Monday, November 29, 1999

Iran in talks with Brazil to resolve nuclear deadlock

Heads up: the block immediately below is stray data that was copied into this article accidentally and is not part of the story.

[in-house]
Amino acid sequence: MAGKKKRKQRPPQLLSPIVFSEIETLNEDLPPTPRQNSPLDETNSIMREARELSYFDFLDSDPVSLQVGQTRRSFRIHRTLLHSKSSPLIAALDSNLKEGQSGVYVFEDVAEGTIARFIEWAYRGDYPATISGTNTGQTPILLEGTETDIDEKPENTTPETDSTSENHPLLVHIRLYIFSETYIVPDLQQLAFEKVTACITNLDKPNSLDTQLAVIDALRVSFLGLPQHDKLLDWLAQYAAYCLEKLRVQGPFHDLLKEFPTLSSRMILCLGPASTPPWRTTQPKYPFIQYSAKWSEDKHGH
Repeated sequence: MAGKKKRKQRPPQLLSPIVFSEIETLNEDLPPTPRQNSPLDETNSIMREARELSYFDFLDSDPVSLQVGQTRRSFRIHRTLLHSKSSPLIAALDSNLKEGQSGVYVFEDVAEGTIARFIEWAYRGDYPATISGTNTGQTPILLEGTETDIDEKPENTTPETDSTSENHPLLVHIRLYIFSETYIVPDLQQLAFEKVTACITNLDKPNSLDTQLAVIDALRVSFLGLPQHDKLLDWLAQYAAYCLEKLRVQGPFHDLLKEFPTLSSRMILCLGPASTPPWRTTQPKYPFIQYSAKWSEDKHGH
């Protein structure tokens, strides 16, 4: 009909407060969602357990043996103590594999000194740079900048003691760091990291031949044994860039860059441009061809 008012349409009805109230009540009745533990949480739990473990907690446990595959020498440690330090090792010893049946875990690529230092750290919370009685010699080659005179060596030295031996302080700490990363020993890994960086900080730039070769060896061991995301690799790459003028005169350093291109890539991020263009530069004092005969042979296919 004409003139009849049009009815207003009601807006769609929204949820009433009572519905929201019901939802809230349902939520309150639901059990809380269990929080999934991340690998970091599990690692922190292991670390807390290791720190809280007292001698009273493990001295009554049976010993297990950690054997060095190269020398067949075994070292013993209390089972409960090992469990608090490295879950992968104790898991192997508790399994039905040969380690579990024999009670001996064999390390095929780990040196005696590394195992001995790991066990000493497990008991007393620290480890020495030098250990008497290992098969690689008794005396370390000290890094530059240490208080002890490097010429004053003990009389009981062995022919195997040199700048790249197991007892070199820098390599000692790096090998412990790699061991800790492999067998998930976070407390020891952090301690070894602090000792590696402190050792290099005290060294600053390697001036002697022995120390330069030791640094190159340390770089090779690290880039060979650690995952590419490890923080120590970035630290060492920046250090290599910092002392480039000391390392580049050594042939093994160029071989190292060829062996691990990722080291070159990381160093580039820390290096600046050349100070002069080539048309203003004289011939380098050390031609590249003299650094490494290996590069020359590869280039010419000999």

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Talks seen as Iran's "last chance" to resolve its nuclear dispute with the West started in Tehran on Sunday between Iranian President Mahmoud Ahmadinejad and his Brazilian counterpart, state media reported.Brazilian President Luiz Inacio Lula da Silva along with Turkish Foreign Minister Ahmed Davutoglu are trying to persuade Iran to revisit a stalled U.N.-backed nuclear fuel swap deal to break a deadlock over the country's disputed nuclear activities."President Ahmadinejad and the Brazilian president have started the first round of talks over Iran's nuclear issue," state television reported.Western and Russian authorities have said Lula's trip was probably the last chance to avoid new U.N. sanctions against Iran after its refusal to halt its nuclear activities.A U.N.-backed deal offered Iran last October to ship 1,200 kg (2,646 lb) of its LEU -- enough for a single bomb if purified to a high enough level -- to Russia and France to make into fuel for the Tehran Research Reactor.Iran later said it would only swap its LEU for higher grade material and only on its own soil, conditions other parties in the deal said were unacceptable.Turkey and Brazil, both non-permanent members of the U.N. Security Council, have offered to mediate to find a resolution to the impasse at a time when world powers are in talks to impose a fourth round of U.N. sanctions on Iran.Iran, the world's fifth-largest oil exporter, says its nuclear programme is entirely peaceful and not intended for military use as the West alleges.Turkish Prime Minister Tayyip Erdogan was expected to join Lula in Tehran, but cancelled his trip. Iran said Turkey was still part of the talks, adding that Tehran viewed the mediation positively.Lula arrived in Iran on Saturday to attend a meeting of Group 15 on Monday. Iran says leaders and top officials from 17 countries from Asia, Africa and South America will attend the meeting to develop economic cooperation among developing states.Iran started higher enrichment in February to create fuel for the research reactor itself, after the failure of talks with major powers over the nuclear swap. The step brings Iran's enrichment closer to levels needed for making weapons-grade material -- uranium refined to 90 percent purity.(Writing by Parisa Hafezi, Editing by Diana Abdallah)

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